Got my bids....need some help making decisions - Page 3
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  1. #27
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    Nov 2004
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    Originally posted by jclancy
    really impacted by what this group on this forum is saying (NO ONE saying an 80% is the right move),Is there a higher profit margin on 80%'s or something? What am I missing here?

    I haven't rechecked ,but I think you mentioned that the cost of venting with the 80% came out to about the same as the 90%.
    (and the 90% was cheaper to vent...
    was i reading too fast,or am i on the wrong thread?)

    If that is correct,then there you go.

    Not oversizing your furnace is the most cost affective move you can make...after you have insulated,weatherized.

    I will have to re-read now,but in the meantime you might get a greater diversity of answers.

  2. #28
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    Nov 2004
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    Originally posted by jclancy
    UNLESS I opted to exhaust the furnace out via PVC pipe to the back or side yard (i.e. not use the chimney for exhausting the furnace, as we're doing now, and only have the gas hot water heater using the chimney). new lining _to me_, it's not an insignificant cost, and maybe not a necessary one?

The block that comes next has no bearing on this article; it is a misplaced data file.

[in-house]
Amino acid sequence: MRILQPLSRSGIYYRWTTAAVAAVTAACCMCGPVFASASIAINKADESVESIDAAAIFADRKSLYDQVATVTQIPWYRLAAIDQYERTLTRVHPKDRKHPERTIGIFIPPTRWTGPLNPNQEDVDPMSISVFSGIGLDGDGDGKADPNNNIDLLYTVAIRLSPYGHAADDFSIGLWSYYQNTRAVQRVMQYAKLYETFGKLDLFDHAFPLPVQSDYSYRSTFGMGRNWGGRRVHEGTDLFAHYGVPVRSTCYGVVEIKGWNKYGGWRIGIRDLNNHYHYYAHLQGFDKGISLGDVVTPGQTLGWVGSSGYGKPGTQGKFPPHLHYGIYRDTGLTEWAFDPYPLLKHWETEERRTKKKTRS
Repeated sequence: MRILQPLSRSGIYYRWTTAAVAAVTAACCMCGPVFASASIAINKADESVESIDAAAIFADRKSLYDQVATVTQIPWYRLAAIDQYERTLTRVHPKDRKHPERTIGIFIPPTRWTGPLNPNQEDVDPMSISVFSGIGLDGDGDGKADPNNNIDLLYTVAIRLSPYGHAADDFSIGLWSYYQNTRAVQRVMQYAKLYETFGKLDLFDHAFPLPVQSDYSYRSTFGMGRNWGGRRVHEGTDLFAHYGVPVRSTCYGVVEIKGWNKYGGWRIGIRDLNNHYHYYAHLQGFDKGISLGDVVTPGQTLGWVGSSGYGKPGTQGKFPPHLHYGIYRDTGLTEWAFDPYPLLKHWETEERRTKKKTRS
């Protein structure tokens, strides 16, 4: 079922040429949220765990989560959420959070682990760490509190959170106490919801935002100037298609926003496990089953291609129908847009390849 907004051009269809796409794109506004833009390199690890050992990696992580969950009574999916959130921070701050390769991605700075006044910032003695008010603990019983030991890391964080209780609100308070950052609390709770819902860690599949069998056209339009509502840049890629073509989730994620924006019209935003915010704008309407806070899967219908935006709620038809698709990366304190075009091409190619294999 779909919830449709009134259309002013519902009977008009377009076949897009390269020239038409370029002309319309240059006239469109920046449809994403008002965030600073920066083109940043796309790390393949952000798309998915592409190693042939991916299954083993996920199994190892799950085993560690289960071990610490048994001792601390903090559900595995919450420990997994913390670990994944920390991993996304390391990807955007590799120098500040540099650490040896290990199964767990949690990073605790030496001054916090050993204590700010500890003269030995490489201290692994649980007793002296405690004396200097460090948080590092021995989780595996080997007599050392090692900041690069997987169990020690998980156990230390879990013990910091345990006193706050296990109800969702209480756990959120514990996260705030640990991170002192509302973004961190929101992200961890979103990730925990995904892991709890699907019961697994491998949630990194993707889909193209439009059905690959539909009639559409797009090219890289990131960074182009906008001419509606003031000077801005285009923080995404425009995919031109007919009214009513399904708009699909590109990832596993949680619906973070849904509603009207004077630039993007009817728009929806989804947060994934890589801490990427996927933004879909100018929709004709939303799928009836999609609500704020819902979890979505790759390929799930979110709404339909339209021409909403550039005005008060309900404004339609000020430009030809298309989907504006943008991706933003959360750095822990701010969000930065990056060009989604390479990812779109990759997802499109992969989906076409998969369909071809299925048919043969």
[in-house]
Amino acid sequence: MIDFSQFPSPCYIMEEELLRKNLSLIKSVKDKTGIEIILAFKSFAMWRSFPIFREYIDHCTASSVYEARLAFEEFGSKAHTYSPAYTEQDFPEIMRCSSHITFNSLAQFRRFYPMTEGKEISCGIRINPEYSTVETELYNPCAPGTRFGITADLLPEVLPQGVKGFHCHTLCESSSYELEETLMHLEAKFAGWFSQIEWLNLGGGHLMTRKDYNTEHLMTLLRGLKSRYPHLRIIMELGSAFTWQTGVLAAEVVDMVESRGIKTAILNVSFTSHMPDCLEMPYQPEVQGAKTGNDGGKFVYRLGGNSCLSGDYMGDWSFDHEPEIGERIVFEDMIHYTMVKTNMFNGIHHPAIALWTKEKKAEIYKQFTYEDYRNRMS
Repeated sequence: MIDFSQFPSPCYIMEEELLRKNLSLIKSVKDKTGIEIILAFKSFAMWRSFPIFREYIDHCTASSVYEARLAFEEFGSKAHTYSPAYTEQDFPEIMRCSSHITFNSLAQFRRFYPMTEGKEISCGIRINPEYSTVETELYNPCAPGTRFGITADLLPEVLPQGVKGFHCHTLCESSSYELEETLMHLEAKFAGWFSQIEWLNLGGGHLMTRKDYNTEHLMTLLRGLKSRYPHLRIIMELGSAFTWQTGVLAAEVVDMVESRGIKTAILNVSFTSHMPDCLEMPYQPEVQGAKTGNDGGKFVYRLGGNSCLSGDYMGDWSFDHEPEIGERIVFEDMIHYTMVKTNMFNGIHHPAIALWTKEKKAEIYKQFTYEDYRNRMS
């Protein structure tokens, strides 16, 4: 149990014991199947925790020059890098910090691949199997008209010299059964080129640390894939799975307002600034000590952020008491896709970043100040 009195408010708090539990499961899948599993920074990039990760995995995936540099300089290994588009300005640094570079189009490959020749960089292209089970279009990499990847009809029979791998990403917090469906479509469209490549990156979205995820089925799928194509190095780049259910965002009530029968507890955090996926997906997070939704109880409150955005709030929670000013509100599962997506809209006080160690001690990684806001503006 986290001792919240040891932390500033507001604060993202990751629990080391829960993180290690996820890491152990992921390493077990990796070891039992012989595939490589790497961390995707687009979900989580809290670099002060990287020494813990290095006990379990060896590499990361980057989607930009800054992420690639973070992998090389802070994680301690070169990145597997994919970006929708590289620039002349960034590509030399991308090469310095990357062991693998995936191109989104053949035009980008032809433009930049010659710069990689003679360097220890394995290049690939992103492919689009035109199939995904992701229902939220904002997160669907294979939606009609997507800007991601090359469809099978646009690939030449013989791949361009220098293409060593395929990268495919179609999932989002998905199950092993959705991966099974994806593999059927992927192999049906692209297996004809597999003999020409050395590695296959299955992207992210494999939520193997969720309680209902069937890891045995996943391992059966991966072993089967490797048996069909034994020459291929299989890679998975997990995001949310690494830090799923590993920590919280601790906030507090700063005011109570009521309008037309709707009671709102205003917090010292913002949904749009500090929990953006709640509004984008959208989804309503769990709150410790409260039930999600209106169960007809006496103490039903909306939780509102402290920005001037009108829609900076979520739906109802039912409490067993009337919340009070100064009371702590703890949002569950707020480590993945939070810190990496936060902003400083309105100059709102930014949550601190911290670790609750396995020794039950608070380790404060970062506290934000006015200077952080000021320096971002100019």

if you go that way,it will require a condensing furnace,ie:90+

    and I am only guessing that it would be cheaper and safer than using the old chimney

  3. #29
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    Sep 2005
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    35
    I think the chimney's going to get lined either way, to be honest....if I go with the 94%, only the HWH is venting out the chimney, and go a liner is needed. If I go with the 80%, it sounds like what you all are telling me, a liner's a good idea anyway with modern furnaces.

  4. #30
    Join Date
    Oct 2005
    Location
    South Jersey
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    jclancy - I too am in the market for a new heating and A/C system and I am weighing the advantages of an 80% vs. a 90+% heating system. Being in South Jersey (Philly Area), my winters will be slightly less severe than yours. I don't understand the math that the contractors are using when they say that a 94% will only be 5 to 10% more efficient than an 80% model. If both systems are installed properly, I believe that a 94% system would be 14% more efficient than an 80% system. What is their rationale for 5-10%?

    Therefore, based on a 2004 heating bill of $1500, if you stayed with your current system @ ~65%, and a natural gas price increase of 50%, your new 2005 heating bill would be $2250. If you bought an 80% system, your new bill would be 15% less, which would be $1912. If you installed a 94% system, your new bill would be 29% less or $1597. The difference per year between the 80% and 94% would be $315 as a minumum. That would give you a payback period of ~ 5 years. This assumes that the price of natural gas stays the same over the next five years which we all know won't happen. Don't forget the electricity savings for the higher efficiency A/C unit. I hope this helps.

  5. #31
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    Sep 2005
    Location
    Atlanta GA area
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    Hi Kcerce,

    THX for the analysis of costs for 90+ furnaces, you did a great job of figuring out the numbers for efficiency. Also thank you for posting your thoughts about energy costs. My personal opinion is similar to yours on this subject.